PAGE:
William James An admitted Moral Psychologist, Jamess philosophies coincide with todays fields of Humanistic Psychology, Behavioral Psychology, and Transpersonal Psychology. He, like Jung, dared to look outside the normal experiences of the mind and expand the concepts of consciousness. More particularly, William James attempted to describe the processes of the conscious rather than the definition of the conscious. He was the first to introduce our nation to psychology as a standard educational course and the founder of pragmatism which emphasizes the elimination of unnecessary thinking and finding truth only if it is practically applicable. Practicality, James defines, as those ideas that can be verified, collaborated, validated, and assimilated.
He believed consciousness to be exclusive, personal, and selective, a constant decision maker subject to a sea of information and perceptions specific to each individual. Every decision or choice is unique in that James believes that the process of thinking is linear. Each thought, according to James, proceeds and influences the next which he called the stream of consciousness. Because of the infinite number of streams it is inevitable that each choice is totally original in its creation. Within the process of selection lies the influences of the fringe, or the context that gives meaning to the content (it is vague), and the nucleus (it is definite). Additionally, James explains that without attention to a matter a decision can not be made, and that habits are seemingly automatic responses to our experiences that often dictate our decisions.
Both must incorporate will which is described by James as the process that holds one choice among the alternatives long enough to allow that choice to occur. The rationale of choice involves two levels of knowing – knowledge of acquaintance (an intuitive, sensory knowing) and knowledge about (intellectual, evaluative and factual knowing). James was particularly interested in the habits of learning. He believed strongly that successful education was dependent upon the establishment of healthy habits. Stages involved in establishing good personal habits include: 1) a need or desire 2) information 3) repetition. Of course will is essential in establishing good habits (or breaking bad habits) so the training and strengthening of will were of major concern for James.
He proposed that individuals accomplish this by practicing a useless task daily in order to train and proof themselves capable of willing themselves into any activity. Desired habits can be established with repetition. He does however recognize the occasional need to surrender the will and allow events to occur naturally. This, he believes, may induce a state of complete unification, or total oneness of self, and may require or lead to a transcendent state of mind. Self is defined by James as the place from which all our mental processes originate and through which all our experiences are perceived.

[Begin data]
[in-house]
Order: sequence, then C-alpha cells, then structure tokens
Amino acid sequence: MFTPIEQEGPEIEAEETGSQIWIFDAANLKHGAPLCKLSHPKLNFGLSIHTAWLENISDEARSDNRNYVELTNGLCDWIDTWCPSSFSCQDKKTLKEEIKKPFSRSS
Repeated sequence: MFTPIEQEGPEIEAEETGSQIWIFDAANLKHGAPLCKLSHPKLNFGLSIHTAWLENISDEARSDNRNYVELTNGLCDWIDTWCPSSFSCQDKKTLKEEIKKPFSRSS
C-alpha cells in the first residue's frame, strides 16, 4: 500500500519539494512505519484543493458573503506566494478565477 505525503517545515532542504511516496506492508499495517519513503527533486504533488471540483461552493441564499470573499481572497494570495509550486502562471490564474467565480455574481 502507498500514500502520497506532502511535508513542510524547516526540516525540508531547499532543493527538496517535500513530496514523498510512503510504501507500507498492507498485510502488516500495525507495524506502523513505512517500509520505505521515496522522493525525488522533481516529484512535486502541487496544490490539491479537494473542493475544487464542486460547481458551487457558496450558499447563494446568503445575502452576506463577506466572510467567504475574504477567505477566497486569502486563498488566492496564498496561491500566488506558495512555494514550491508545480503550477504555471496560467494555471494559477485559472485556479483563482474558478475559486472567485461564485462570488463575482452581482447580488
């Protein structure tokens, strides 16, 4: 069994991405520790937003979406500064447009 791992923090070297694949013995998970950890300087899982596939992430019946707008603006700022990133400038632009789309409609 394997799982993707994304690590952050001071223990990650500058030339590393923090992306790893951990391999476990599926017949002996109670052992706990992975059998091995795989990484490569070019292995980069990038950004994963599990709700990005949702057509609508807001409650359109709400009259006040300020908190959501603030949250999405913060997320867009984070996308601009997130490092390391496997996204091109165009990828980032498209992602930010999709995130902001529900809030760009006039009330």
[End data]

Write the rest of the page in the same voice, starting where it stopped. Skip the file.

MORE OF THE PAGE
The layers of self include the Material Self (the part of us that defines and identifies ourselves via material goods and relationships), the Social Self (similar to Jungs persona, is the self we play in social encounters) and the Spiritual Self (the feeling, sensing, and subjective layer). His theory of emotions is fascinating and has lead to further research. Emotions in Jamess mind are dependent upon feedback from ones body and are a result of physical manifestations (rather than the common believe the emotions cause physical manifestations). This is the basis for his belief in nonattachment to emotional feelings and the open release of emotions as they are irrelevant in that they are only indicators of your physical state. He believed that unexpressed emotions may lead to physical and mental illness.
He also advocated that one should maintain healthy-mindedness by choosing to act positive and believe in a sense of wellness. Supporting his believe in the physical effects of our emotions and his conclusions of conscious processes are studies in: Biofeedback (a means of monitoring a biological feedback used to train the participant to control their own automatic nervous system through thought), Psychedelic Research (used to decipher the personal perception of self in an altered state), Meditation (which is proving physiologically effective), Hypnosis (being used as a tool to measure altered states and ultimately consciousness), and Multiple Personality Disorders (how the mind splits creating entirely different personalities). William James, lost among many prominent psychologists, has unfortunately remained an often unappreciated theorist. However, those that are introduced to James can not deny his significant educational and psychological contributions. Much of modern psychology owes gratitude and respect to William James.